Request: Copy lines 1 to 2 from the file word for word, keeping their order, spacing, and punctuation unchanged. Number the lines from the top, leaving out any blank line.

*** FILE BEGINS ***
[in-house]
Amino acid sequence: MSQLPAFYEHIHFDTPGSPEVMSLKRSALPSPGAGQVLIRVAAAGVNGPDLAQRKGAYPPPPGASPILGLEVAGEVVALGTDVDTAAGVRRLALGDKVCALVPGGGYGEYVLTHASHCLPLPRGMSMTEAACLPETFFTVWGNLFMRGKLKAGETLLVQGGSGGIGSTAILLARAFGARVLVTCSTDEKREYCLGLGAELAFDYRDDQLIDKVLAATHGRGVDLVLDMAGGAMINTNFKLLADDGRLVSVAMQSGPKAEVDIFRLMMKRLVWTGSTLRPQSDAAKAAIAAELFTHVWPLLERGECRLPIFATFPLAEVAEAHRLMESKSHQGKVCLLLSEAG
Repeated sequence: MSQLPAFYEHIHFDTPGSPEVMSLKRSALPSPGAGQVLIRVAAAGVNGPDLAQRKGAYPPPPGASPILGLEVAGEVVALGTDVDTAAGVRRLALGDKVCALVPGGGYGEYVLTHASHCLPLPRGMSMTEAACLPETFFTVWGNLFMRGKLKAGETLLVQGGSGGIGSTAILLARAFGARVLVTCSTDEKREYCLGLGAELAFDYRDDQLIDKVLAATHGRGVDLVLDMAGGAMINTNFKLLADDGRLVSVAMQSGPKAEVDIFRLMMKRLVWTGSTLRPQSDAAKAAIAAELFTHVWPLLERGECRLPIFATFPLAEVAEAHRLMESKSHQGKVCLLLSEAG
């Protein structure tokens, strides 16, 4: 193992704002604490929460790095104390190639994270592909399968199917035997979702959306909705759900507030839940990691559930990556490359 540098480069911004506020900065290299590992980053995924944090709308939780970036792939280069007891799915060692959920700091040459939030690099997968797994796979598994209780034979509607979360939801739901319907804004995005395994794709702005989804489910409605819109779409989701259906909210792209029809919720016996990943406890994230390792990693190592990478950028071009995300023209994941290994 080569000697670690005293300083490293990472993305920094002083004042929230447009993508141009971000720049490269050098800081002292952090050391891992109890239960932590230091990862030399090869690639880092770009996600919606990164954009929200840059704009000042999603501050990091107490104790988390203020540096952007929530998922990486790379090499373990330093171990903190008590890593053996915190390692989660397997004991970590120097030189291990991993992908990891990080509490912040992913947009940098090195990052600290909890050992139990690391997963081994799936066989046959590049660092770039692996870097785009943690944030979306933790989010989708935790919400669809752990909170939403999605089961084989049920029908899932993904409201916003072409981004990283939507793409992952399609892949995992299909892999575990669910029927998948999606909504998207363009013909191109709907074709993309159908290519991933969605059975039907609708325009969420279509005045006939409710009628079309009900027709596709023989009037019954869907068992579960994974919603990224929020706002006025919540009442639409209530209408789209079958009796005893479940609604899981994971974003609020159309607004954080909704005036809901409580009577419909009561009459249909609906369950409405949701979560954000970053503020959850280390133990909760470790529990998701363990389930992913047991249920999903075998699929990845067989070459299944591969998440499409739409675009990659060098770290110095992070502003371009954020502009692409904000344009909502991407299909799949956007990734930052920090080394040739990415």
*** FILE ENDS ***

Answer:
[in-house]
Amino acid sequence: MSQLPAFYEHIHFDTPGSPEVMSLKRSALPSPGAGQVLIRVAAAGVNGPDLAQRKGAYPPPPGASPILGLEVAGEVVALGTDVDTAAGVRRLALGDKVCALVPGGGYGEYVLTHASHCLPLPRGMSMTEAACLPETFFTVWGNLFMRGKLKAGETLLVQGGSGGIGSTAILLARAFGARVLVTCSTDEKREYCLGLGAELAFDYRDDQLIDKVLAATHGRGVDLVLDMAGGAMINTNFKLLADDGRLVSVAMQSGPKAEVDIFRLMMKRLVWTGSTLRPQSDAAKAAIAAELFTHVWPLLERGECRLPIFATFPLAEVAEAHRLMESKSHQGKVCLLLSEAG